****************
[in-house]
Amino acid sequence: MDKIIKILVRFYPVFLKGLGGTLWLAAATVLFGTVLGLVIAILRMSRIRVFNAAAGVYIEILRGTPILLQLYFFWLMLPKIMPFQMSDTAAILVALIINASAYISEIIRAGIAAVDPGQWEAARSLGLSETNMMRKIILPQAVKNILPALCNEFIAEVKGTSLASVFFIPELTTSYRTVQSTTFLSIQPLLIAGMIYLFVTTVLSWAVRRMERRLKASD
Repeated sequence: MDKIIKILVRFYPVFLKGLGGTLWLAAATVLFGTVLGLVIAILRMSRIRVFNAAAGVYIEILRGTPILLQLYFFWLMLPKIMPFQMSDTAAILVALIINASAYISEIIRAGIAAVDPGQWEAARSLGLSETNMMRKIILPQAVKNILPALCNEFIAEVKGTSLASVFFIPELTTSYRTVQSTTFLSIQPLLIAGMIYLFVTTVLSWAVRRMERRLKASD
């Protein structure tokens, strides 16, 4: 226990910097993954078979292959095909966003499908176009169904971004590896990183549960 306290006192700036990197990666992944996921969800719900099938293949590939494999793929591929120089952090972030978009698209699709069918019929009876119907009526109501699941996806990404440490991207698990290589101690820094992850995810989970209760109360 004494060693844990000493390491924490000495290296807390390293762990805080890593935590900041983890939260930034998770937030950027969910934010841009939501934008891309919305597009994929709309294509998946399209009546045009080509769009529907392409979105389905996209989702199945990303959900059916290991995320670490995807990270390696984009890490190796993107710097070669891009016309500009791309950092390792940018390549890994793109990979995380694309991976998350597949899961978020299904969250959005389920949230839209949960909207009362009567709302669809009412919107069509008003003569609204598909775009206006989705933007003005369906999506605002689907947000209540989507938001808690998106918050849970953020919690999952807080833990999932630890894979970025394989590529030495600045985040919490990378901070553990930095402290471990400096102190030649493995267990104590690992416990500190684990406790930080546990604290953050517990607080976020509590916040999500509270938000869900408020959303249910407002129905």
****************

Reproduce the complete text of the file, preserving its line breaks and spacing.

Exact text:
[in-house]
Amino acid sequence: MDKIIKILVRFYPVFLKGLGGTLWLAAATVLFGTVLGLVIAILRMSRIRVFNAAAGVYIEILRGTPILLQLYFFWLMLPKIMPFQMSDTAAILVALIINASAYISEIIRAGIAAVDPGQWEAARSLGLSETNMMRKIILPQAVKNILPALCNEFIAEVKGTSLASVFFIPELTTSYRTVQSTTFLSIQPLLIAGMIYLFVTTVLSWAVRRMERRLKASD
Repeated sequence: MDKIIKILVRFYPVFLKGLGGTLWLAAATVLFGTVLGLVIAILRMSRIRVFNAAAGVYIEILRGTPILLQLYFFWLMLPKIMPFQMSDTAAILVALIINASAYISEIIRAGIAAVDPGQWEAARSLGLSETNMMRKIILPQAVKNILPALCNEFIAEVKGTSLASVFFIPELTTSYRTVQSTTFLSIQPLLIAGMIYLFVTTVLSWAVRRMERRLKASD
């Protein structure tokens, strides 16, 4: 226990910097993954078979292959095909966003499908176009169904971004590896990183549960 306290006192700036990197990666992944996921969800719900099938293949590939494999793929591929120089952090972030978009698209699709069918019929009876119907009526109501699941996806990404440490991207698990290589101690820094992850995810989970209760109360 004494060693844990000493390491924490000495290296807390390293762990805080890593935590900041983890939260930034998770937030950027969910934010841009939501934008891309919305597009994929709309294509998946399209009546045009080509769009529907392409979105389905996209989702199945990303959900059916290991995320670490995807990270390696984009890490190796993107710097070669891009016309500009791309950092390792940018390549890994793109990979995380694309991976998350597949899961978020299904969250959005389920949230839209949960909207009362009567709302669809009412919107069509008003003569609204598909775009206006989705933007003005369906999506605002689907947000209540989507938001808690998106918050849970953020919690999952807080833990999932630890894979970025394989590529030495600045985040919490990378901070553990930095402290471990400096102190030649493995267990104590690992416990500190684990406790930080546990604290953050517990607080976020509590916040999500509270938000869900408020959303249910407002129905």